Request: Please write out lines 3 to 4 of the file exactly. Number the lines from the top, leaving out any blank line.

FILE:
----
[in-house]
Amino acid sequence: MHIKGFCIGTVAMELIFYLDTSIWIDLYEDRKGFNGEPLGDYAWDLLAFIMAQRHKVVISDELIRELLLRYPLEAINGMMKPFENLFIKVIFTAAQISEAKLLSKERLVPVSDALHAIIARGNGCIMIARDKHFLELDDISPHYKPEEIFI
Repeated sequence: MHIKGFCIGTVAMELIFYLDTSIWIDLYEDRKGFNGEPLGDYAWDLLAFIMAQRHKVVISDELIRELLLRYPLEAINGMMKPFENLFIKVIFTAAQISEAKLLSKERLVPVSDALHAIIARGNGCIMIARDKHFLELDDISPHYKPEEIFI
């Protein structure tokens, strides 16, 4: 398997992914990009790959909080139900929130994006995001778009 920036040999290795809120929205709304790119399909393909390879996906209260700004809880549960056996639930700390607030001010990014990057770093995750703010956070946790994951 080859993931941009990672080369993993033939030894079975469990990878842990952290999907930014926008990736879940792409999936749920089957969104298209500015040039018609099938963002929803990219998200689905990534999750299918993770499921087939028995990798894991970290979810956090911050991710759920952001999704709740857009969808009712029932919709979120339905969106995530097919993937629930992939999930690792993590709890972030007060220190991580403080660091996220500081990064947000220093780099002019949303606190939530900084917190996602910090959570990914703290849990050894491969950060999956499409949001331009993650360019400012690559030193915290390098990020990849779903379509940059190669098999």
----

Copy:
Repeated sequence: MHIKGFCIGTVAMELIFYLDTSIWIDLYEDRKGFNGEPLGDYAWDLLAFIMAQRHKVVISDELIRELLLRYPLEAINGMMKPFENLFIKVIFTAAQISEAKLLSKERLVPVSDALHAIIARGNGCIMIARDKHFLELDDISPHYKPEEIFI
């Protein structure tokens, strides 16, 4: 398997992914990009790959909080139900929130994006995001778009 920036040999290795809120929205709304790119399909393909390879996906209260700004809880549960056996639930700390607030001010990014990057770093995750703010956070946790994951 080859993931941009990672080369993993033939030894079975469990990878842990952290999907930014926008990736879940792409999936749920089957969104298209500015040039018609099938963002929803990219998200689905990534999750299918993770499921087939028995990798894991970290979810956090911050991710759920952001999704709740857009969808009712029932919709979120339905969106995530097919993937629930992939999930690792993590709890972030007060220190991580403080660091996220500081990064947000220093780099002019949303606190939530900084917190996602910090959570990914703290849990050894491969950060999956499409949001331009993650360019400012690559030193915290390098990020990849779903379509940059190669098999």